38. Axer, A. et al. Harnessing the maltodextrin transport mechanism for targeted bacterial imaging: structural requirements for improved in vivo stability in tracer design. ChemMedChem 13, 241–250 (2018).

39. Deán-Ben, X. L. & Razansky, D. Portable spherical array probe for volumetric real-time optoacoustic imaging at centimeter-scale depths. Opt. Express 21, 28062–28071 (2013).

40. Daoudi, K. et al. Handheld probe integrating laser diode and ultrasound transducer array for ultrasound/photoacoustic dual modality imaging. Opt. Express 22, 26365–26374 (2014).

41. Kim, J. et al. Programmable real-time clinical photoacoustic and ultrasound imaging system. Sci. Rep. 6, 35137 (2016).

42. Dippel, R. & Boos, W. The maltodextrin system of Escherichia coli: metabolism and transport. J. Bacteriol. 187, 8322–8331 (2005).

43. Dutzler, R., Wang, Y. F., Rizkallah, P., Rosenbusch, J. P. & Schirmer, T. Crystal structures of various maltooligosaccharides bound to maltoporin reveal a specific sugar translocation pathway. Structure 4, 127–134 (1996).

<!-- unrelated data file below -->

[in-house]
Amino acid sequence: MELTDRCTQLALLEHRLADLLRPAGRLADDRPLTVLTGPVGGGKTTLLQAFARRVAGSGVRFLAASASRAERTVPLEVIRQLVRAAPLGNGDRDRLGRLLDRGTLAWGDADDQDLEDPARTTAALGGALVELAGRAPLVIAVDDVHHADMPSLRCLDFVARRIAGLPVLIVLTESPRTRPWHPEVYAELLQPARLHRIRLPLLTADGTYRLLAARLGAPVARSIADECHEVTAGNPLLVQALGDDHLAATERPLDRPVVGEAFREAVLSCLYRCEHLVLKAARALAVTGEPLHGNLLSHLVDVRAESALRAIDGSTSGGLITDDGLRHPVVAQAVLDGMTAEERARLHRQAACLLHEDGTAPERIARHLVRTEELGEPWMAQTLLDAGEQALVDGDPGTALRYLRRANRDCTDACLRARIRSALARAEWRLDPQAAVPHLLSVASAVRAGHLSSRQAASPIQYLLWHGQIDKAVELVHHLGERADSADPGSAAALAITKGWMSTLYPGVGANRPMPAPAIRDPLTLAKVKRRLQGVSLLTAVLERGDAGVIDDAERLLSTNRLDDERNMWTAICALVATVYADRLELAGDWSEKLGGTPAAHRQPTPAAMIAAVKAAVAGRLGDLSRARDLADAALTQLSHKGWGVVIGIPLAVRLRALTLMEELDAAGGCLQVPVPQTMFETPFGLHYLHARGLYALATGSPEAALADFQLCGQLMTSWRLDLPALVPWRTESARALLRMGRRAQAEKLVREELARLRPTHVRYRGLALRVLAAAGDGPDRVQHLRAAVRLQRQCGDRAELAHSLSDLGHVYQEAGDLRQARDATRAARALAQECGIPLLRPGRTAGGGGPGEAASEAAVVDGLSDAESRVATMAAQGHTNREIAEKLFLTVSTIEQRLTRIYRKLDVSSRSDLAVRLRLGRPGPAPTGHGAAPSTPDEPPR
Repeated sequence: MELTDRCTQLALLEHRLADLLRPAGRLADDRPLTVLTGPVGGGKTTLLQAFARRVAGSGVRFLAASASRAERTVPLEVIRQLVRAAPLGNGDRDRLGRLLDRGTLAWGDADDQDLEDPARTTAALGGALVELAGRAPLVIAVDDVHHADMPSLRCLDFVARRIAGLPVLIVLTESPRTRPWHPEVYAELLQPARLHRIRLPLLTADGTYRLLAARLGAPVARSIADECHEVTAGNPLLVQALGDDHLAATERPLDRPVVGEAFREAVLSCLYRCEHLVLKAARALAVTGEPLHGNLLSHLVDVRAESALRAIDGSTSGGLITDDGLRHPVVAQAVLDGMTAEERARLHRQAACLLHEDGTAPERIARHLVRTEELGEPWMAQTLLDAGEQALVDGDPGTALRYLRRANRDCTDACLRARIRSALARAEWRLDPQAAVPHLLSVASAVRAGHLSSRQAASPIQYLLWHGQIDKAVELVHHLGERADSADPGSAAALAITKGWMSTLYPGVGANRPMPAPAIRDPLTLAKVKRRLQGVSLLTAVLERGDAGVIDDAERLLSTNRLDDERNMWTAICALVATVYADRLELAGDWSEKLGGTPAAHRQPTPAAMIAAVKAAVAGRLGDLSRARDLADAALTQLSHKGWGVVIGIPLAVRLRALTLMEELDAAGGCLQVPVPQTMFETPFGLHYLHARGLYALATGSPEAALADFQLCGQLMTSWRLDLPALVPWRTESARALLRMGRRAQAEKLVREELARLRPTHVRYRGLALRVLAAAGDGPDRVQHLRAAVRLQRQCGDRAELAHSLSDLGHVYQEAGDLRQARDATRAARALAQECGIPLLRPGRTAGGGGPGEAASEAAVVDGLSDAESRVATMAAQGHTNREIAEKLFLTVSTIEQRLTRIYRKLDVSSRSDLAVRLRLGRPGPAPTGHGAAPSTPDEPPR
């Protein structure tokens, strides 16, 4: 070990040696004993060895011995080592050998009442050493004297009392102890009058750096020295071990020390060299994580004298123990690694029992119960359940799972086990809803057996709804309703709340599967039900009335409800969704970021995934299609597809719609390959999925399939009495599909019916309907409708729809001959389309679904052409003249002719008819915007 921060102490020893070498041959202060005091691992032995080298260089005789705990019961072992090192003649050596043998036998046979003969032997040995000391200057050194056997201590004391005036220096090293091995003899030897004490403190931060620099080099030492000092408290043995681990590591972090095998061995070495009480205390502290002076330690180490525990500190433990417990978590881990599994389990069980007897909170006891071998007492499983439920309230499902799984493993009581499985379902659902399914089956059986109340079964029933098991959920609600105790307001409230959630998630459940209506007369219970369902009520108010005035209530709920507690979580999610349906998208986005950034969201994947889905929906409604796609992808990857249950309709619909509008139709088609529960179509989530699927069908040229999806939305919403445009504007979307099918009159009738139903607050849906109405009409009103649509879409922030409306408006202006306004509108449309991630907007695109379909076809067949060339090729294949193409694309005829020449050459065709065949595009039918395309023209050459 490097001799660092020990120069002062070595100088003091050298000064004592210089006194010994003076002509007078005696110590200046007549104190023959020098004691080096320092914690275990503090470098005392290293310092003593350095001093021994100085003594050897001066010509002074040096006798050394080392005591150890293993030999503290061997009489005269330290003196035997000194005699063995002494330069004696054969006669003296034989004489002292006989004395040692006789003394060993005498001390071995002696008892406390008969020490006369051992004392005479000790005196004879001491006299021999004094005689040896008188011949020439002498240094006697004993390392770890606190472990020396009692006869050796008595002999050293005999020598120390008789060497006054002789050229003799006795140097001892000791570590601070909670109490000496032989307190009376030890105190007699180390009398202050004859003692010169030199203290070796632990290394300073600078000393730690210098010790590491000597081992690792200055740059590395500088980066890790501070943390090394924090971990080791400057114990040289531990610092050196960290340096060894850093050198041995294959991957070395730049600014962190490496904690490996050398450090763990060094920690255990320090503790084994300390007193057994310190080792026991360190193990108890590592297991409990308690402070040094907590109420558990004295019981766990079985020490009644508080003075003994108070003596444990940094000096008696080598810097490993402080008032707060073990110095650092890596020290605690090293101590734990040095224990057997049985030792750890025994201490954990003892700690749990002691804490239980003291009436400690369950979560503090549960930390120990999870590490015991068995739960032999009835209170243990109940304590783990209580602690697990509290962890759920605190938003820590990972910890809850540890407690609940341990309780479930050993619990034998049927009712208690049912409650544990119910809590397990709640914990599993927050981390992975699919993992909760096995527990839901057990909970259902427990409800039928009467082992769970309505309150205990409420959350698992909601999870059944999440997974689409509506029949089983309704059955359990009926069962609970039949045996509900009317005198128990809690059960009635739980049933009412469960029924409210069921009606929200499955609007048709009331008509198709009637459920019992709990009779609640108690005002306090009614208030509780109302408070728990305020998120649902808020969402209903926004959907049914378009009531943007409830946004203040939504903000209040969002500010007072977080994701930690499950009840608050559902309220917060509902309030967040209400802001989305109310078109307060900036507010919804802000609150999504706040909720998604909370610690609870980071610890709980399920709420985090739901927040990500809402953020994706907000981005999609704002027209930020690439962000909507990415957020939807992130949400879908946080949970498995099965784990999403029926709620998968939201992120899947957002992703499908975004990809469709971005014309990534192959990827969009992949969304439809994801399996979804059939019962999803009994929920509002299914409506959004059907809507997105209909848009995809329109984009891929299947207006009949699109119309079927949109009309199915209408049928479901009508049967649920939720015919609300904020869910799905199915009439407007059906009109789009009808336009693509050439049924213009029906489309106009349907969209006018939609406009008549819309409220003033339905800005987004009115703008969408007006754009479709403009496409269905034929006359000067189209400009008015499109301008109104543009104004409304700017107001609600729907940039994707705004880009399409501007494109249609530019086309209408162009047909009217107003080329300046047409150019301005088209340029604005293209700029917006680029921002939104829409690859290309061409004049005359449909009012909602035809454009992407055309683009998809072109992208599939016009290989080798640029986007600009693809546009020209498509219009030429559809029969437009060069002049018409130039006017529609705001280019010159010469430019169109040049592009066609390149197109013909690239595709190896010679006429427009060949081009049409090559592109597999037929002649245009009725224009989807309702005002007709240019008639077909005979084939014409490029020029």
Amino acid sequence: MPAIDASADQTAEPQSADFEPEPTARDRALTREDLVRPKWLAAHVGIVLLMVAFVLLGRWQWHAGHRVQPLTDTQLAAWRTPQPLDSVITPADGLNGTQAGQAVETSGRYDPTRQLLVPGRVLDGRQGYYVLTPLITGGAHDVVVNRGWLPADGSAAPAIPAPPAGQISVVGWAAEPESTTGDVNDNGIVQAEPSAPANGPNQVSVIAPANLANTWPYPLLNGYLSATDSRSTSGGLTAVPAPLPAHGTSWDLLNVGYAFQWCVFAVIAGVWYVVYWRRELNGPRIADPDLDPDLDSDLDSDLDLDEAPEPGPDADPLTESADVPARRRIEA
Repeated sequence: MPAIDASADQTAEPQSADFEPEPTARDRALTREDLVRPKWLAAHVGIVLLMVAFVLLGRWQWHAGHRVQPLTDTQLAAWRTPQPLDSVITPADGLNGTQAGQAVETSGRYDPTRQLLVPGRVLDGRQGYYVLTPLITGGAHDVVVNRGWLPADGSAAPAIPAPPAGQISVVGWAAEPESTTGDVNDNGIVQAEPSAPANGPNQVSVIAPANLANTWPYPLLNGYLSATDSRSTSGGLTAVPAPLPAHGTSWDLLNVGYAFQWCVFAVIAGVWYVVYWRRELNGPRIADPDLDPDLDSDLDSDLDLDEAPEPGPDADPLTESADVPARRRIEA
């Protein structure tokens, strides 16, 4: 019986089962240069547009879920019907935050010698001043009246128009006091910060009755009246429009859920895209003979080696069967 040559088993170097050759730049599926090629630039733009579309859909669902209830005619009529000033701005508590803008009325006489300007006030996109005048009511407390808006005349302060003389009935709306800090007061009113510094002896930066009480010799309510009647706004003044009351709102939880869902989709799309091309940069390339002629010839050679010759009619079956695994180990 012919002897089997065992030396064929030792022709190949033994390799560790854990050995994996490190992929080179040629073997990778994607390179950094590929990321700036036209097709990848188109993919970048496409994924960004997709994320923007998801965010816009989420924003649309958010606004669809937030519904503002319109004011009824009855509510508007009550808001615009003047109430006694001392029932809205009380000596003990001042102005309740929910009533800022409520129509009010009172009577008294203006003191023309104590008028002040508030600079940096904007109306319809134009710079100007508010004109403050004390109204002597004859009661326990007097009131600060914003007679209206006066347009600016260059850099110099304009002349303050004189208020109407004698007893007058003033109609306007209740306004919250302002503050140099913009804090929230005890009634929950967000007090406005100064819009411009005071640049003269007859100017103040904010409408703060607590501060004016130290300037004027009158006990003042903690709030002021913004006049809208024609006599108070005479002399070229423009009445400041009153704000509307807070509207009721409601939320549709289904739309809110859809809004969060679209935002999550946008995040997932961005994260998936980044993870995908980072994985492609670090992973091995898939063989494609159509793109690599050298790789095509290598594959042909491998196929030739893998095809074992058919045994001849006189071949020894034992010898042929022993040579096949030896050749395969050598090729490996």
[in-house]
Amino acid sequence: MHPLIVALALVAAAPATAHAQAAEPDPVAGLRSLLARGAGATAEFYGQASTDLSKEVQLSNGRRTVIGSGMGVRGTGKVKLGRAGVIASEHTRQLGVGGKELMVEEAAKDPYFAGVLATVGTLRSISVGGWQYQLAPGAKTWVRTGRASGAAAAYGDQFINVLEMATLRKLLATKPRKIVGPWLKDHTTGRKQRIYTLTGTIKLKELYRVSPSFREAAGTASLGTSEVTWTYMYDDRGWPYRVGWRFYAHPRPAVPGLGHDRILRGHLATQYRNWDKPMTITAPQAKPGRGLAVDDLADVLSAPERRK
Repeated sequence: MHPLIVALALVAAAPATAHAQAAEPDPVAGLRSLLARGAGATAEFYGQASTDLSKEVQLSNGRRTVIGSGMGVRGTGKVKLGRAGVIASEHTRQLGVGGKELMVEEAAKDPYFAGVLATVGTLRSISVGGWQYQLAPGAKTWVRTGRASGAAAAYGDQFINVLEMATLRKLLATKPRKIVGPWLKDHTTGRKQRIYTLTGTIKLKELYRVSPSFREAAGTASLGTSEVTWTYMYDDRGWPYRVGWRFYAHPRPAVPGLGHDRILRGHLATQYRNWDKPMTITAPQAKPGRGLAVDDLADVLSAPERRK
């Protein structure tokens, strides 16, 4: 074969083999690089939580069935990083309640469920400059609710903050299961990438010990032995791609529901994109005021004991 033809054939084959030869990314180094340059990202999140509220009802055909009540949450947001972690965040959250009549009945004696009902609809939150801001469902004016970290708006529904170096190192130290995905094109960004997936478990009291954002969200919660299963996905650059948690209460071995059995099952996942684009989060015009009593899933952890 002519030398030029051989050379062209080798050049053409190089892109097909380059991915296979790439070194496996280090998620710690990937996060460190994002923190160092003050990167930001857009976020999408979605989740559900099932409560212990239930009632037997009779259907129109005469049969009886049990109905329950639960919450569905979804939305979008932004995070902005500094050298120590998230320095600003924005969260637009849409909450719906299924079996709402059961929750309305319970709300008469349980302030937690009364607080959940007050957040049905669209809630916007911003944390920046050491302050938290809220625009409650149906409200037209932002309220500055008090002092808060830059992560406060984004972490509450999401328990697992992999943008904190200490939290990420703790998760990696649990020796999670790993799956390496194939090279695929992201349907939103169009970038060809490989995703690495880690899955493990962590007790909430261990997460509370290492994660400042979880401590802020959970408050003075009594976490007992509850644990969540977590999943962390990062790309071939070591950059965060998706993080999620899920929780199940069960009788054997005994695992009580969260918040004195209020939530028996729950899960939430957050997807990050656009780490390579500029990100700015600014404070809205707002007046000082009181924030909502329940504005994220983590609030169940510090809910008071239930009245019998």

44. Quiocho, F. A., Spurlino, J. C. & Rodseth, L. E. Extensive features of tight oligosaccharide binding revealed in high-resolution structures of the maltodextrin transport/chemosensory receptor. Structure 5, 997–1015 (1997).

45. Oldham, M. L., Chen, S. & Chen, J. Structural basis for substrate specificity in the Escherichia coli maltose transport system. Proc. Natl Acad. Sci. USA 110, 18132–18137 (2013).

46. Sauvageot, N. et al. Enterococcus faecalis uses a PTS permease and a host colonization-related ABC transporter for maltodextrin uptake. J. Bacteriol. 199, e00878 (2017).

47. Licht, A. et al. Structural and functional characterization of a maltose/maltodextrin ABC transporter comprising a single solute binding domain (MalE) fused to the transmembrane subunit MalF. Res. Microbiol. 170, 1–12 (2019).

48. Dumont, E. et al. Mechanistic aspects of maltotriose-conjugate translocation to the gram-negative bacteria cytoplasm. Life Sci. Alliance 2, e201800242 (2019).